In 50:28 minutes he scored 24 points on 11-of-20 shooting (2-of-4 from three), with 19 rebounds, eight assists, two steals and one block with just one turnover across two games. His team was plus-34 when he was on the court. One knock against him is that he doesn’t really protect the rim, but he’s a force on the glass and I could see him initiating some offense on a second unit. The eight assists in those two games were particularly impressive from a forward with literally no hype coming in. He’s already 22 years old, so I don’t see him going in the top 40 of the draft, but if a team thinks he can capably stretch the floor (32.5 percent from beyond the arc in college), he will go in the back half of the second round, where I think he could be a steal.
- We knew Grayson Allen was athletic, but a 40.5” max vertical was better than expected. Allen finished tied for sixth in that category, as well as the standing vertical (32.5”). He also placed in the top-10 in the shuttle run and had the best overall lane agility time (10.31 seconds).
- As expected, Kostas Antetokounmpo looked a bit overmatched at times in 5-on-5, but he had a few highlight finishes at the rim and showed that he has the same ability to cover ground in the open court as his older brothers. He’s still maybe the rawest player in the draft, but it wouldn’t be shocking if someone gives him a shot late in Round 2 with the expectation that he’d develop as a two-way player in the G League.
- Speaking of measurements, Porter came in at just a hair under 6’11” in shoes, though his wingspan was underwhelming (7’.25”) for a player that size. Both Young (6’1.75”) and Sexton (6’1.5”) didn’t help themselves in that regard, but Sexton did show off a 6’7.25” wingspan, more than four inches wider than Young’s.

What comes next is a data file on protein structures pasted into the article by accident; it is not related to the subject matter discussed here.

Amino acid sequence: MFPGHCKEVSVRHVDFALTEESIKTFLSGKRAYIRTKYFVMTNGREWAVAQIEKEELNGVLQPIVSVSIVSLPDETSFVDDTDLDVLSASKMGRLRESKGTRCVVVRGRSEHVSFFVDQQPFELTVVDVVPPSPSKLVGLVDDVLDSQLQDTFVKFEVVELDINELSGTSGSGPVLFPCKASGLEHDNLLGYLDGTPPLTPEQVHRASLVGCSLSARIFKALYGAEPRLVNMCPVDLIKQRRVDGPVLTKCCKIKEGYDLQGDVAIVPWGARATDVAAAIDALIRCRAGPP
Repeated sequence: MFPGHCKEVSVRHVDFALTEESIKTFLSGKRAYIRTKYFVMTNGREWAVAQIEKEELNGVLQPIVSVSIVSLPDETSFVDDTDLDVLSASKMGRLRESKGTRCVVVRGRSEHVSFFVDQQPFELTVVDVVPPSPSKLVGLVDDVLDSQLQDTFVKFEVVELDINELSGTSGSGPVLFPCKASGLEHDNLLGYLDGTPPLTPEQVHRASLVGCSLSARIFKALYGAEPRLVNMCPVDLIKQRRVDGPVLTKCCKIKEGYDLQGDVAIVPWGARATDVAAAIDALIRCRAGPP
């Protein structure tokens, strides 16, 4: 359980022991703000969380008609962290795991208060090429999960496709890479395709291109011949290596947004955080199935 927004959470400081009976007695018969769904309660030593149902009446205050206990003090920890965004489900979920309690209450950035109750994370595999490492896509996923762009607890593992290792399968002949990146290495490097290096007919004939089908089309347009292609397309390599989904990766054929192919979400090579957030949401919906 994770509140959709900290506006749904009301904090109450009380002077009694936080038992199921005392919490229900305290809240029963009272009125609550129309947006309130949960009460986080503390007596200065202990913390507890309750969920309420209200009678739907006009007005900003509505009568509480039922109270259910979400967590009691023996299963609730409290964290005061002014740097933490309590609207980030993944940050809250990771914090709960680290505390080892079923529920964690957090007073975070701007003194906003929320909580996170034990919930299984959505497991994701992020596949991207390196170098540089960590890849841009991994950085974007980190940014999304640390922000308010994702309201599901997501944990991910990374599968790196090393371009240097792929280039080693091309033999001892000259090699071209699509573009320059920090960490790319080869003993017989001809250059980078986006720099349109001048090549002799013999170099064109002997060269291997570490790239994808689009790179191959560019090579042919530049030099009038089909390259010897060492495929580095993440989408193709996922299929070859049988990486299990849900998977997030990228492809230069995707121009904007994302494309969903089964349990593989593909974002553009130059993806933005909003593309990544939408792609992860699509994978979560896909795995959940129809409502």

- After a rough showing at the combine a year ago, Kansas’ Svi Mykhailiuk bounced back with a much better showing this time around. Mykhailiuk shot at least 60 percent from each of the five three-point zones during spot-up shooting drills and nailed six threes on his way to 20 points in Thursday’s scrimmage. Athletically, Mykhailiuk was middle-of-the-pack, at best, in most drills, though he looked like he was in better shape than last year and improved his max vertical (37”) by four inches. Mykhailiuk will get dinged for his Dillon Brooks-esque wingspan (three inches shorter than his height), but he’s extremely young for his class and will enter the draft with four years of college experience, despite turning 21 three weeks after the combine.
- Curiously, Kentucky’s Hamidou Diallo didn’t take part in 5-on-5. It would have been an opportunity for the freshman to improve his stock, especially after his max vertical (40.5”) came in four inches lower than last year’s number. He didn’t kill his stock, but it was nonetheless a bit of a disappointing week for a player whose calling card is his athleticism.
- Boise State’s Chandler Hutchison backed out of the Combine on Wednesday and is rumored to have a promise somewhere in the back-half of Round 1, per Jonathan Givony of ESPN. It’s anyone’s guess which team may have extended that guarantee, but it’s widely believed to be the Chicago Bulls.
- Missouri’s Jontay Porter came into the Combine as one of the draft’s fastest risers, but it now appears as though he’s strongly considering heading back to Columbia for his sophomore season. In hindsight, Porter probably should have taken part in scrimmages, especially after placing dead-last in the three-quarter court sprint, standing vertical and max vertical.